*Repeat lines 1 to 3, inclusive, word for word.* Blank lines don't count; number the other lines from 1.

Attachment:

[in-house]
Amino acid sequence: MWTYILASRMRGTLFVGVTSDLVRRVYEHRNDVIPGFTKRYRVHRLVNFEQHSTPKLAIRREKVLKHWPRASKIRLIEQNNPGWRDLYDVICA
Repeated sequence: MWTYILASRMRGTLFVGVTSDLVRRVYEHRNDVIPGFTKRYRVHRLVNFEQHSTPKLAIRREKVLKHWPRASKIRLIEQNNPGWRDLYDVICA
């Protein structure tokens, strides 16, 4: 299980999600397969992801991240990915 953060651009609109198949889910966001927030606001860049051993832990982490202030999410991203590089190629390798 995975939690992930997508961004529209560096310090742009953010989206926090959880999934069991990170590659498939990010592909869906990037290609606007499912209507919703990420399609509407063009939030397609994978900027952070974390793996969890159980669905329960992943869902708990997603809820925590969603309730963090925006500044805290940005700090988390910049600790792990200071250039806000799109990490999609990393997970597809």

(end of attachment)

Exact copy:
[in-house]
Amino acid sequence: MWTYILASRMRGTLFVGVTSDLVRRVYEHRNDVIPGFTKRYRVHRLVNFEQHSTPKLAIRREKVLKHWPRASKIRLIEQNNPGWRDLYDVICA
Repeated sequence: MWTYILASRMRGTLFVGVTSDLVRRVYEHRNDVIPGFTKRYRVHRLVNFEQHSTPKLAIRREKVLKHWPRASKIRLIEQNNPGWRDLYDVICA